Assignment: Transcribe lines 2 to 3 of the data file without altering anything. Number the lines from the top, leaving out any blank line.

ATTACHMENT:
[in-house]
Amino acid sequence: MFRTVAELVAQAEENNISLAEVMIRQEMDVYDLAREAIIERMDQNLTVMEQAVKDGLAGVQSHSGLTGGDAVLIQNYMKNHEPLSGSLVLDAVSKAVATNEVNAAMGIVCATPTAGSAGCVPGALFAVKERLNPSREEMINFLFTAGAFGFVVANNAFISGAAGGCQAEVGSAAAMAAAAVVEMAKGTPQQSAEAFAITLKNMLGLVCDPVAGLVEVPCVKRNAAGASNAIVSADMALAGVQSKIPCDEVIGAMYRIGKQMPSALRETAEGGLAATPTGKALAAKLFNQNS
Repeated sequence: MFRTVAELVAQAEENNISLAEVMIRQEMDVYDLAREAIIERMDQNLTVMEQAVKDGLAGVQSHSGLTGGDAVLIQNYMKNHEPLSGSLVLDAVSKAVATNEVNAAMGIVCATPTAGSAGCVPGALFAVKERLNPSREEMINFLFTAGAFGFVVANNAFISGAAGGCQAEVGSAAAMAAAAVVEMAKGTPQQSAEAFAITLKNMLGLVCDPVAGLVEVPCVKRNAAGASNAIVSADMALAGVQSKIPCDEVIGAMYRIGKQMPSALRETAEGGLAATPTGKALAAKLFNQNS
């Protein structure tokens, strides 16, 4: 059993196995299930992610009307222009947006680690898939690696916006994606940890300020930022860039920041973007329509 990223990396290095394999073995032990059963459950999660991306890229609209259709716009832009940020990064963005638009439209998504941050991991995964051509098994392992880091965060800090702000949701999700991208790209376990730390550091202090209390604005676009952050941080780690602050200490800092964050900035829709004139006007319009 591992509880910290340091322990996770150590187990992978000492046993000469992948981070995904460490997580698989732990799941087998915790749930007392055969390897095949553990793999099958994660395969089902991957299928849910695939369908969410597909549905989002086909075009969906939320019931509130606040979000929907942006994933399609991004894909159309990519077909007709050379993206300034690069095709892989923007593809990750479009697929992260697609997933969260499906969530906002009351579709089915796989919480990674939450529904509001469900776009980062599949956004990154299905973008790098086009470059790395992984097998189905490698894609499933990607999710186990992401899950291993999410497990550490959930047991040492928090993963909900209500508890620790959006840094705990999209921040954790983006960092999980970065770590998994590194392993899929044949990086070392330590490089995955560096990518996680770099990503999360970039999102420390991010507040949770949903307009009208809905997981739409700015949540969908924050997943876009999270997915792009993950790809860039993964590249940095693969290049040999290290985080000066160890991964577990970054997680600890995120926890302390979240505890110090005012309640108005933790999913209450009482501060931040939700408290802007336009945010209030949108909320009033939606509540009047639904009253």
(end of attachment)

Amino acid sequence: MFRTVAELVAQAEENNISLAEVMIRQEMDVYDLAREAIIERMDQNLTVMEQAVKDGLAGVQSHSGLTGGDAVLIQNYMKNHEPLSGSLVLDAVSKAVATNEVNAAMGIVCATPTAGSAGCVPGALFAVKERLNPSREEMINFLFTAGAFGFVVANNAFISGAAGGCQAEVGSAAAMAAAAVVEMAKGTPQQSAEAFAITLKNMLGLVCDPVAGLVEVPCVKRNAAGASNAIVSADMALAGVQSKIPCDEVIGAMYRIGKQMPSALRETAEGGLAATPTGKALAAKLFNQNS
Repeated sequence: MFRTVAELVAQAEENNISLAEVMIRQEMDVYDLAREAIIERMDQNLTVMEQAVKDGLAGVQSHSGLTGGDAVLIQNYMKNHEPLSGSLVLDAVSKAVATNEVNAAMGIVCATPTAGSAGCVPGALFAVKERLNPSREEMINFLFTAGAFGFVVANNAFISGAAGGCQAEVGSAAAMAAAAVVEMAKGTPQQSAEAFAITLKNMLGLVCDPVAGLVEVPCVKRNAAGASNAIVSADMALAGVQSKIPCDEVIGAMYRIGKQMPSALRETAEGGLAATPTGKALAAKLFNQNS